While I already follow a bellydance practice schedule for myself in addition to teaching my own classes, I have always thought that adding other dance or fitness classes helps to polish and refine my dance. I also find them to be stimulating, creativity-generating, and just plain fun.
But how do you decide what classes to take? Classes can begin to add up especially once you add in your expenses to train with master teachers in workshops and private lessons. I came across this article today taken from The Ballerina Project blog.
If you havent visited the site yes, be ready for breathtakingly gorgeous photos of dancers in the urban realm. You can also find some rather good advice for dancers in general. I particularly enjoyed this article and her tips on navigating the wealth of classes available!
In a quick summation, she states,
1.Know your background. You should know what style of training you’ve had thus far. If you are not sure, talk to your previous coaches, read their biographies; that should at least give you a sense. This has to do with my first suggestion of going to instructors who teach something different from what you’re used to. The nature of experiencing a different approach, phrasing, or philosophy every teacher has is akin to working with a new ballet master or choreographer, and one of the best things you can do when preparing yourself for dancing various types of ballets.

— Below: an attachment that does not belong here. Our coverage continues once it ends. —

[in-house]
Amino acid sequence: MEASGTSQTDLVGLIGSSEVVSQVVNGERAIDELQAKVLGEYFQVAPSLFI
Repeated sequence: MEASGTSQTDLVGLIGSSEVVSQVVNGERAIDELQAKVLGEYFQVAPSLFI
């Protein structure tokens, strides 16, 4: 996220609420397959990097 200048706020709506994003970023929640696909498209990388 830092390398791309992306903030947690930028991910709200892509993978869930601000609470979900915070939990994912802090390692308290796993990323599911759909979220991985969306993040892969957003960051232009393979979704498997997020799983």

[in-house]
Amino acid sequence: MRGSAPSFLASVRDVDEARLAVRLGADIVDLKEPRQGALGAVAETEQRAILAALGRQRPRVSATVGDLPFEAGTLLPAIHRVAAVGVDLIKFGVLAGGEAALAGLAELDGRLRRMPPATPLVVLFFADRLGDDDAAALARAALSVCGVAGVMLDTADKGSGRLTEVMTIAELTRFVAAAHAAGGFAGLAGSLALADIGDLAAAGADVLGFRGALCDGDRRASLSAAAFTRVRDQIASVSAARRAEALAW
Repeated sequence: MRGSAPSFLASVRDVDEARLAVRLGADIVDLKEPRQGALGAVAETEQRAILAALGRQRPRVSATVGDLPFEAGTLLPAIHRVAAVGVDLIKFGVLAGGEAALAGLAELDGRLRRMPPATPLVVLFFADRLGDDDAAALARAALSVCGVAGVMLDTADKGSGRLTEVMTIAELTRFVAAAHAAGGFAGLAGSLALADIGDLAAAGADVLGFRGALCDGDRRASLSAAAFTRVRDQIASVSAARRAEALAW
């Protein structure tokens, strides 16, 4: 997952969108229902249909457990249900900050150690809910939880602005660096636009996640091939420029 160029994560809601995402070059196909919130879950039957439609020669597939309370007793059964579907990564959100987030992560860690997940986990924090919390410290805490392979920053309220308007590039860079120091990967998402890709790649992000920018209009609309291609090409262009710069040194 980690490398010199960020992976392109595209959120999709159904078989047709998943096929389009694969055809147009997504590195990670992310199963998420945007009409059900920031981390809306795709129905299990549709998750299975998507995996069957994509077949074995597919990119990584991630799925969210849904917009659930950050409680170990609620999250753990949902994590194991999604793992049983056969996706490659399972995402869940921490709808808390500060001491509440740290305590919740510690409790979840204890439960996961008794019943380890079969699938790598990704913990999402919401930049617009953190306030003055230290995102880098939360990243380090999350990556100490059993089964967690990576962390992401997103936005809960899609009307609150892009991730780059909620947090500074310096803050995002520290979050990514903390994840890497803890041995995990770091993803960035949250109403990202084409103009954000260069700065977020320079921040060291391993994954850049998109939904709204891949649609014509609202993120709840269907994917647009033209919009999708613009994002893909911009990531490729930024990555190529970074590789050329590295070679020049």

2.In ballet, we always improve. So when you go to a new class, do so with an open mind and embrace everything you can learn and add to the arsenal of your dance vocabulary. Don’t just follow the order of movements, pay attention to details: the musicality of a combination, the amount of attack a teacher might expect in a step, the corrections they give mid-way…
3.Don’t forget what you already know. Just because this teacher does not stress the use of port de bras as much as your old one used to doesn’t mean you should forget it. Keep all that, anything it might be, and add the new layers. Try to identify points of similarities and points of differences. If a movement is taught differently you cannot disregard. Only directors can afford such attitude. You can’t. Master it both ways.
4.Another thing I find very beneficial is going a level up, if there is one, or a level down, of your own (those going down – less often). For younger people the increased challenge, excitement of performing the fancier elements, and often, being in the presence of an admired dancer are but priceless in the development into a professional. For pros and older students going a level down provides an excellent space for re-checking those basics, taking more time with execution, or taking it easy after an injury or a break.
5.Don’t forget to attend your rarer, but all-important class of jazz, hip-hop or whatever. Not only is cross training good for your muscles, it’s good for your coordination, can do no harm to your ballet form (if there is one) and can open up room for movement previously unexplored with the ingrained repetition of ballet.